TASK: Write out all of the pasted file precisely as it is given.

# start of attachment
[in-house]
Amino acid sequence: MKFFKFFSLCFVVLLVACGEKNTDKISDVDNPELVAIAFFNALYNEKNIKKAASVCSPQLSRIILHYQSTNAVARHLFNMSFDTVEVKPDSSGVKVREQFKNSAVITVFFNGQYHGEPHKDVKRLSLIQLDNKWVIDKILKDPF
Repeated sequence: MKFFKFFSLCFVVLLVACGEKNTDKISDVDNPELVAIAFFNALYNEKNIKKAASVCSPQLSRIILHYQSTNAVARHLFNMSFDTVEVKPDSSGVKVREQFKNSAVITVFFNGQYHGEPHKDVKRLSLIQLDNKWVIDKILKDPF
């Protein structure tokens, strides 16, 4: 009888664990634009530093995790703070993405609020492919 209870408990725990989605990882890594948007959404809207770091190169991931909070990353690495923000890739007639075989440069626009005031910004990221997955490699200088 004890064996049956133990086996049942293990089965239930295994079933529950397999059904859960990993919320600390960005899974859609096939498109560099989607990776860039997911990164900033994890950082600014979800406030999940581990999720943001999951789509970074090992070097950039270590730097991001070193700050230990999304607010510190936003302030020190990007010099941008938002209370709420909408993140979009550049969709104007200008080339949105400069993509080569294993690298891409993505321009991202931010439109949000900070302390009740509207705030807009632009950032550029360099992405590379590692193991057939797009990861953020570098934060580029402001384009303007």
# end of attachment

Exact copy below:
[in-house]
Amino acid sequence: MKFFKFFSLCFVVLLVACGEKNTDKISDVDNPELVAIAFFNALYNEKNIKKAASVCSPQLSRIILHYQSTNAVARHLFNMSFDTVEVKPDSSGVKVREQFKNSAVITVFFNGQYHGEPHKDVKRLSLIQLDNKWVIDKILKDPF
Repeated sequence: MKFFKFFSLCFVVLLVACGEKNTDKISDVDNPELVAIAFFNALYNEKNIKKAASVCSPQLSRIILHYQSTNAVARHLFNMSFDTVEVKPDSSGVKVREQFKNSAVITVFFNGQYHGEPHKDVKRLSLIQLDNKWVIDKILKDPF
């Protein structure tokens, strides 16, 4: 009888664990634009530093995790703070993405609020492919 209870408990725990989605990882890594948007959404809207770091190169991931909070990353690495923000890739007639075989440069626009005031910004990221997955490699200088 004890064996049956133990086996049942293990089965239930295994079933529950397999059904859960990993919320600390960005899974859609096939498109560099989607990776860039997911990164900033994890950082600014979800406030999940581990999720943001999951789509970074090992070097950039270590730097991001070193700050230990999304607010510190936003302030020190990007010099941008938002209370709420909408993140979009550049969709104007200008080339949105400069993509080569294993690298891409993505321009991202931010439109949000900070302390009740509207705030807009632009950032550029360099992405590379590692193991057939797009990861953020570098934060580029402001384009303007």